“Certain infatuations are so vivid. They are carved into your memory with a steel scalpel. They are always one-sided, always excruciatingly painful, and there is always a price to pay.”
Convalescing in St Vincent’s, on the tenth floor with a “fabulous view”, he could watch the city become real out of the darkness. “At 5 am the skyscrapers gleam, the sky goes green.” In a twist that still delights him in the recollection, the nurse who took his hourly ‘obs’ turned out to be Russian. “She came to check if I was still alive.” She would ask him, in Russian, “With whom are you conversing?” to which the Russophile and former Russian language teacher replied, “I am conversing with you, [her name].” In the spirit of his travel writing, he transforms his convalescence into a journey to the land of ill health, making enquiries along the way – where do you come from? – sharing jokes, growing irritable with television noise from other beds, and interesting himself in ward hierarchies.
Drusilla Modjeska got to know Dessaix during the editing of Night Letters. “The thing I love about Robert is he is so utterly himself, so unlike anyone else. In times of great physical frailty in the past one was always conscious of the big person, the big intellect being active and present. He is a good interlocutor, he takes things seriously and is prepared to stay with it and go into it. One has a sense of his emotional reach, his reading, his intellect, all present in the moment, totally attentive to the subject, whether it be love or politics, whatever it is.”
When my ancient but previously reliable recording device dies in the first minutes of the first day of conversation, Dessaix shows a polite interest. “I once interviewed George Steiner for ‘Books and Writing’. I was petrified of course, and was put on notice that if I didn’t get the recording down there would be no second chance. He would not do it again. He lived in a beautiful house in Cambridge. As soon as you see people with vases of flowers everywhere you know they’ve got a lot of money. Either they’ve got someone who picks them, or they go to the florist and we all know what flowers cost.” As I scribble and eye off the treacherous machine, I wonder if I, too, am on notice. “Isabel Allende is one who lets you know that she’s very wealthy by saying that every morning she has a vase of fresh flowers put on her desk, then she looks out the window and writes her masterpiece. It’s a signal. You will notice there are no vases of flowers in my house. We’re terribly middle class. We grow vegetables.” I am grateful for this entertaining papering-over of my embarrassment. Though I later dash off to the shops and purchase a modern and infinitely superior recorder, I needn’t have worried. There is always a second, third, fourth bite at the cherry when your interviewee believes that being challenged through repetition makes for an interesting discussion.
Robert Dessaix is still “neatly put together and smooth-skinned” as he described his younger self in A Mother’s Disgrace, even if, as he puts it, “my face is collapsing”. The famous large green-hazel eyes compel attention and the voice, of course, with its untraceable accent, its attentive vowels and swooping cadences, signals a passionate and questing interest in connecting. Historian Maria Tumarkin, who observed Dessaix in conversation with Orlando Figes at the Melbourne Writers Festival in 2008, wrote, “There was an alertness about Dessaix, an axis of concentration connecting his eyes to his body, as if he knew deep down that every public event, however well groomed, has a kernel of chaos inside it and he was ready for chaos, looking forward to it even.” Readers familiar with Dessaix’s writings will recall that, as a child, he mentally inhabited a private universe of his own making in which he made up histories, languages, and rehearsed conversations with real and imaginary friends. His public utterances are well served by these early rehearsals. Dessaix is never short of the felicitous phrase.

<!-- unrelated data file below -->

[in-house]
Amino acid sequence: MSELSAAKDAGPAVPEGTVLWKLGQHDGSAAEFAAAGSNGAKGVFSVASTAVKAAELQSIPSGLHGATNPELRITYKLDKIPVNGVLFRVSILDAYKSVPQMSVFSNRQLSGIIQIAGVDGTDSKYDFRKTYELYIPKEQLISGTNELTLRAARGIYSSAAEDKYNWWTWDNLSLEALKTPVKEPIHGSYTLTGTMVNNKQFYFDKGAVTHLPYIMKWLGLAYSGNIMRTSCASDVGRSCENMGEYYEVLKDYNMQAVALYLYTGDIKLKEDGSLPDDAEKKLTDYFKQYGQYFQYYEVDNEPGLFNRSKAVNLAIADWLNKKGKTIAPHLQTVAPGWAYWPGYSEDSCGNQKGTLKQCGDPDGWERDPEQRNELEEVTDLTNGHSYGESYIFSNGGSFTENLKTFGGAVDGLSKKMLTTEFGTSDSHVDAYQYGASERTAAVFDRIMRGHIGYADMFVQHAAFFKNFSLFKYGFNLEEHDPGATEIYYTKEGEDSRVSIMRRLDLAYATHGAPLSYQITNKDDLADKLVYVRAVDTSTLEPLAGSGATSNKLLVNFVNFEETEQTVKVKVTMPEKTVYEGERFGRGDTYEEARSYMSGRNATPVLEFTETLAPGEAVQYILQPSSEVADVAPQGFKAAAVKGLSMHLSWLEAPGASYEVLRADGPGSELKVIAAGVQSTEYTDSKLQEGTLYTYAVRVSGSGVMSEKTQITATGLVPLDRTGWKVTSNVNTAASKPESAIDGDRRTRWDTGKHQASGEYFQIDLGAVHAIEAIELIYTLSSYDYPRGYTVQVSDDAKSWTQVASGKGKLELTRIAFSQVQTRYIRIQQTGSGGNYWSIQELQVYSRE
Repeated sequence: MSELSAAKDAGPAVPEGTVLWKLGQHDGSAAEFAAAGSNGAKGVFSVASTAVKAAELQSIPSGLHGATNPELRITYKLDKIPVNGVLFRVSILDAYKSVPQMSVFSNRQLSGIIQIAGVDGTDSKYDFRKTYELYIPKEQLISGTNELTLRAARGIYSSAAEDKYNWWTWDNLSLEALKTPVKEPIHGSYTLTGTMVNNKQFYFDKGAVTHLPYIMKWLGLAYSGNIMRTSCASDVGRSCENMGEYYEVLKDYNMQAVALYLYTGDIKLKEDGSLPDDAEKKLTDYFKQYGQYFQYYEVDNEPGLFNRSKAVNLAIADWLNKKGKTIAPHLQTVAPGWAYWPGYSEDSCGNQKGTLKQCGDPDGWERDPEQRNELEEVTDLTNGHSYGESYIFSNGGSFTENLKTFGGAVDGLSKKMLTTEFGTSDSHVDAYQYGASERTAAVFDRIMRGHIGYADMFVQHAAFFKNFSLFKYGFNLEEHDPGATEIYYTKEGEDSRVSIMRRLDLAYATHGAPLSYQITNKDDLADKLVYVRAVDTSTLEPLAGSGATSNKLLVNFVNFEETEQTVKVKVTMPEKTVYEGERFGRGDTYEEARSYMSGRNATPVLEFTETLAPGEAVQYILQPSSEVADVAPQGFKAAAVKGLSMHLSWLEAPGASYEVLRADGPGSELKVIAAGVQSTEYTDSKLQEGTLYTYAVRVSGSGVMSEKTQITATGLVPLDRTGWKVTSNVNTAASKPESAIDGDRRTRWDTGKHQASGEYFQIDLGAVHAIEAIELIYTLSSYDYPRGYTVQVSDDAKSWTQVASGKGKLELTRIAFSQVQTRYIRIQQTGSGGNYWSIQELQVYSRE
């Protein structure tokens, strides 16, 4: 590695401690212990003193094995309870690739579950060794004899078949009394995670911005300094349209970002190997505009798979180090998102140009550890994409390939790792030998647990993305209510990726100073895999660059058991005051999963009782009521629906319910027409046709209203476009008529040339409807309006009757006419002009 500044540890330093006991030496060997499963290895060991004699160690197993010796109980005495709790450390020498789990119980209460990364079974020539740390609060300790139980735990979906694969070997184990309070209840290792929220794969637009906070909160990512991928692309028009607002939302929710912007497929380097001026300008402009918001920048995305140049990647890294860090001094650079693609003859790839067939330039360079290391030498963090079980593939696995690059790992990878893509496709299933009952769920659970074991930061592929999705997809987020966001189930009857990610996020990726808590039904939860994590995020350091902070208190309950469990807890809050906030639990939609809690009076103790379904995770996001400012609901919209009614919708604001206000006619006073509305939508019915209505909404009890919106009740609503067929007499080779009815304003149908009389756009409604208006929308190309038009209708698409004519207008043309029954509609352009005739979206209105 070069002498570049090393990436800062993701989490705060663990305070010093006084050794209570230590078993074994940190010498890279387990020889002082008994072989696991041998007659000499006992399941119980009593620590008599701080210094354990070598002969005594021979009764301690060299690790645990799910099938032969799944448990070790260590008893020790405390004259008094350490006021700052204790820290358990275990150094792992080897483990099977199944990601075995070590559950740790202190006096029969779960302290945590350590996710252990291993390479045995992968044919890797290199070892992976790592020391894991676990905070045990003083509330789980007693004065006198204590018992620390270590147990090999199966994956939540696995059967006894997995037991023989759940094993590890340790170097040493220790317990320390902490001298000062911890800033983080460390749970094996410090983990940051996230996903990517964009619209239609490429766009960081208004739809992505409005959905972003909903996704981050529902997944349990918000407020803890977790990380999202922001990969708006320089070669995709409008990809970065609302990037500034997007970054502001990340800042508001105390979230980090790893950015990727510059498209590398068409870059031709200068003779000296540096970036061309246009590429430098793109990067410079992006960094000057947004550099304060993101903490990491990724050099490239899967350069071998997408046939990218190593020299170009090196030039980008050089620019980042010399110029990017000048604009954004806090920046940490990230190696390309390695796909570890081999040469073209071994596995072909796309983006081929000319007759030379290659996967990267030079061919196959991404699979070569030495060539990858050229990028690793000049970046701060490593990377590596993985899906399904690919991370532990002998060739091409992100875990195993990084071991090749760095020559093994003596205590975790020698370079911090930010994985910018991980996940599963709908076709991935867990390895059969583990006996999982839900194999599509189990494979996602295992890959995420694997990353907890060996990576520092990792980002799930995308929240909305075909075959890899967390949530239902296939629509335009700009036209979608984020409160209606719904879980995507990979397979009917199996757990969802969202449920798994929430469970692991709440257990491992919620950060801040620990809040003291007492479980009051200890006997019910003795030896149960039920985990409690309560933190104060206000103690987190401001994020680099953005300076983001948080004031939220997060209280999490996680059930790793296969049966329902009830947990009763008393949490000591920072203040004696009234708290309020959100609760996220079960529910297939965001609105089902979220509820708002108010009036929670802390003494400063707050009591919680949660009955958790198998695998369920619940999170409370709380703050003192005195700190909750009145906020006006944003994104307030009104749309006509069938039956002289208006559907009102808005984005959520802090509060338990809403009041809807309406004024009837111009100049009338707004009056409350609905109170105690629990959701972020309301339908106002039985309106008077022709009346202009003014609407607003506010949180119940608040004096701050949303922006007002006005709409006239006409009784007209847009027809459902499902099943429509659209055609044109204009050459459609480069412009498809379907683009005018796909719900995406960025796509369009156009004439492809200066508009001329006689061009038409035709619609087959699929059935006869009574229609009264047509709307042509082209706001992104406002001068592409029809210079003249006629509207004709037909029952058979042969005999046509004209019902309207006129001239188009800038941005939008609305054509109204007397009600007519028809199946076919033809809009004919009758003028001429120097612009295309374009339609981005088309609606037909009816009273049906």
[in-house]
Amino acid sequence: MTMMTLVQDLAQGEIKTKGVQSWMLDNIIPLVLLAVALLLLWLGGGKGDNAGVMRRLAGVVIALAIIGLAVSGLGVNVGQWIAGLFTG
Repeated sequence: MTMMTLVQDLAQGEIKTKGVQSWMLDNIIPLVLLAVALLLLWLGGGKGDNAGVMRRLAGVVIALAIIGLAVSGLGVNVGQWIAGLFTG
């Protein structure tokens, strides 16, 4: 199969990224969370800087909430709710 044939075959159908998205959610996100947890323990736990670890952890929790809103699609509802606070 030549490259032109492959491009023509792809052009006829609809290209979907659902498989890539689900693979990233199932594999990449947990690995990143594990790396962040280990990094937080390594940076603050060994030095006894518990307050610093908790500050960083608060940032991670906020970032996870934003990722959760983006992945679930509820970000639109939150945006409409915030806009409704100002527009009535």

He also has good taste in socks.
At our first meeting, I sensed that he was striking a pose, positioning himself in soft light under a large and vivid painting of a dream animal (something like a lion, but not), one slender leg crossed over the other to reveal fine ankles encased in cobalt-blue yarn.
“At my age, one strives for effect,” he laughed when we spoke by phone a week after the interviews. “The painting? Oh, it’s a Graham Smith. I used to have a gallery in Paddington, Wilson & Dessaix. We sold primitive art, from Indonesia and the Pacific Islands. Then Ray Wilson died and that was that.”
Since his first book, A Mother’s Disgrace in 1994, Dessaix has been a full-time writer, although writing was not his original destination. Writing evolved as a result of a decade at ABC radio producing and presenting the show ‘Books & Writing’. “I always thought my job was to comment on other peoples’ writing. I had no particular desire to be a writer myself.” The first thing he learnt as a broadcaster was never to teach, a lesson that serves him well as an author. “I know how lethal teaching can be. I was told: the ABC is not the University of the Air.”
“What I am best at is giving my readers a sense of intimacy with me. I say, come and sit with me for a few hours and we’ll have a conversation in which I want you to talk back to me. I have a kind of ‘don’t you think?’ at the end of my sentences.”
His latest book, As I Was Saying (Random House, 256pp; $27.95), collects his musings on a disparate range of topics. It is the work of a seasoned writer at the top of his form giving us what we want – the way he thinks and feels in precise, evocative language that goes somewhere and, when the journey is over, means something. His friend, the author Michelle de Kretser, draws strength from Dessaix’s attention to precise language. “He takes writing seriously and therefore cares deeply about words. And he’s very funny. He has a lightness of touch that makes me laugh.”